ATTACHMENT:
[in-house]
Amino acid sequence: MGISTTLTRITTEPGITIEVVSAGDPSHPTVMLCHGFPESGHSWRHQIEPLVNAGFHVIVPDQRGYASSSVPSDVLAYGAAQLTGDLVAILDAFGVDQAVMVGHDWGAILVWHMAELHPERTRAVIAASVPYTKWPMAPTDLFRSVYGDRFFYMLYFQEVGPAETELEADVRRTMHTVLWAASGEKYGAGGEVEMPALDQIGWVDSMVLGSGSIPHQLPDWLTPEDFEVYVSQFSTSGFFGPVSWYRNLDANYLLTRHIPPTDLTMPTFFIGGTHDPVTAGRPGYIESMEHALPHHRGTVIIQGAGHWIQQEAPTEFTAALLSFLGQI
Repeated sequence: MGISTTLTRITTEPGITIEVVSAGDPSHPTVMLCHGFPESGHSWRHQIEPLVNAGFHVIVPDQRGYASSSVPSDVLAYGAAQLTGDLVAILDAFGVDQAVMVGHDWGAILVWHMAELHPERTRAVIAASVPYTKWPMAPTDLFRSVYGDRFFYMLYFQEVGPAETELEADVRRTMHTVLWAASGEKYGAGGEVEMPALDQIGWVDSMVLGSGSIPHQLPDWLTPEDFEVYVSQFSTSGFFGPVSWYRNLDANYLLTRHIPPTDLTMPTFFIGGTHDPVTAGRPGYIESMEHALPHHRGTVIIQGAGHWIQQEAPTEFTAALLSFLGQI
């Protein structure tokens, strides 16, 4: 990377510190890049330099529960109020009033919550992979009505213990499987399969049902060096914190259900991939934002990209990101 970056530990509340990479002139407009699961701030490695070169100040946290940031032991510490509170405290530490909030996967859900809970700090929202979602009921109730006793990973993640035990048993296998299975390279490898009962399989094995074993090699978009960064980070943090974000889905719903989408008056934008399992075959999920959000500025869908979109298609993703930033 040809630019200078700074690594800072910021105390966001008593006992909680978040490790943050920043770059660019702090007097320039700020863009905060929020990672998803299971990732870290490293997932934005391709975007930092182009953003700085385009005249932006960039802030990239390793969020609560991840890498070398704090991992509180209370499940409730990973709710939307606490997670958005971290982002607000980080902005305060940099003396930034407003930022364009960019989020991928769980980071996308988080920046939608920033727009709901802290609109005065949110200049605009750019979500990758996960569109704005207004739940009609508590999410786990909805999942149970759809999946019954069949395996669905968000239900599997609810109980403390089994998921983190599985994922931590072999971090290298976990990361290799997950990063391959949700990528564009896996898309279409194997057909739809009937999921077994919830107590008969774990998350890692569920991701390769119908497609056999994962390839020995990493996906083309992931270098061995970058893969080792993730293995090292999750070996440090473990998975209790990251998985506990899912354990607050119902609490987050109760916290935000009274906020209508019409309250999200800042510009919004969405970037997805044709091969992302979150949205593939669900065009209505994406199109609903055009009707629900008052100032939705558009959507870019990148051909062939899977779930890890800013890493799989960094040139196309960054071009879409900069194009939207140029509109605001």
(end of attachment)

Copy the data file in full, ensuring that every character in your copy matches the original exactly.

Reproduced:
[in-house]
Amino acid sequence: MGISTTLTRITTEPGITIEVVSAGDPSHPTVMLCHGFPESGHSWRHQIEPLVNAGFHVIVPDQRGYASSSVPSDVLAYGAAQLTGDLVAILDAFGVDQAVMVGHDWGAILVWHMAELHPERTRAVIAASVPYTKWPMAPTDLFRSVYGDRFFYMLYFQEVGPAETELEADVRRTMHTVLWAASGEKYGAGGEVEMPALDQIGWVDSMVLGSGSIPHQLPDWLTPEDFEVYVSQFSTSGFFGPVSWYRNLDANYLLTRHIPPTDLTMPTFFIGGTHDPVTAGRPGYIESMEHALPHHRGTVIIQGAGHWIQQEAPTEFTAALLSFLGQI
Repeated sequence: MGISTTLTRITTEPGITIEVVSAGDPSHPTVMLCHGFPESGHSWRHQIEPLVNAGFHVIVPDQRGYASSSVPSDVLAYGAAQLTGDLVAILDAFGVDQAVMVGHDWGAILVWHMAELHPERTRAVIAASVPYTKWPMAPTDLFRSVYGDRFFYMLYFQEVGPAETELEADVRRTMHTVLWAASGEKYGAGGEVEMPALDQIGWVDSMVLGSGSIPHQLPDWLTPEDFEVYVSQFSTSGFFGPVSWYRNLDANYLLTRHIPPTDLTMPTFFIGGTHDPVTAGRPGYIESMEHALPHHRGTVIIQGAGHWIQQEAPTEFTAALLSFLGQI
């Protein structure tokens, strides 16, 4: 990377510190890049330099529960109020009033919550992979009505213990499987399969049902060096914190259900991939934002990209990101 970056530990509340990479002139407009699961701030490695070169100040946290940031032991510490509170405290530490909030996967859900809970700090929202979602009921109730006793990973993640035990048993296998299975390279490898009962399989094995074993090699978009960064980070943090974000889905719903989408008056934008399992075959999920959000500025869908979109298609993703930033 040809630019200078700074690594800072910021105390966001008593006992909680978040490790943050920043770059660019702090007097320039700020863009905060929020990672998803299971990732870290490293997932934005391709975007930092182009953003700085385009005249932006960039802030990239390793969020609560991840890498070398704090991992509180209370499940409730990973709710939307606490997670958005971290982002607000980080902005305060940099003396930034407003930022364009960019989020991928769980980071996308988080920046939608920033727009709901802290609109005065949110200049605009750019979500990758996960569109704005207004739940009609508590999410786990909805999942149970759809999946019954069949395996669905968000239900599997609810109980403390089994998921983190599985994922931590072999971090290298976990990361290799997950990063391959949700990528564009896996898309279409194997057909739809009937999921077994919830107590008969774990998350890692569920991701390769119908497609056999994962390839020995990493996906083309992931270098061995970058893969080792993730293995090292999750070996440090473990998975209790990251998985506990899912354990607050119902609490987050109760916290935000009274906020209508019409309250999200800042510009919004969405970037997805044709091969992302979150949205593939669900065009209505994406199109609903055009009707629900008052100032939705558009959507870019990148051909062939899977779930890890800013890493799989960094040139196309960054071009879409900069194009939207140029509109605001």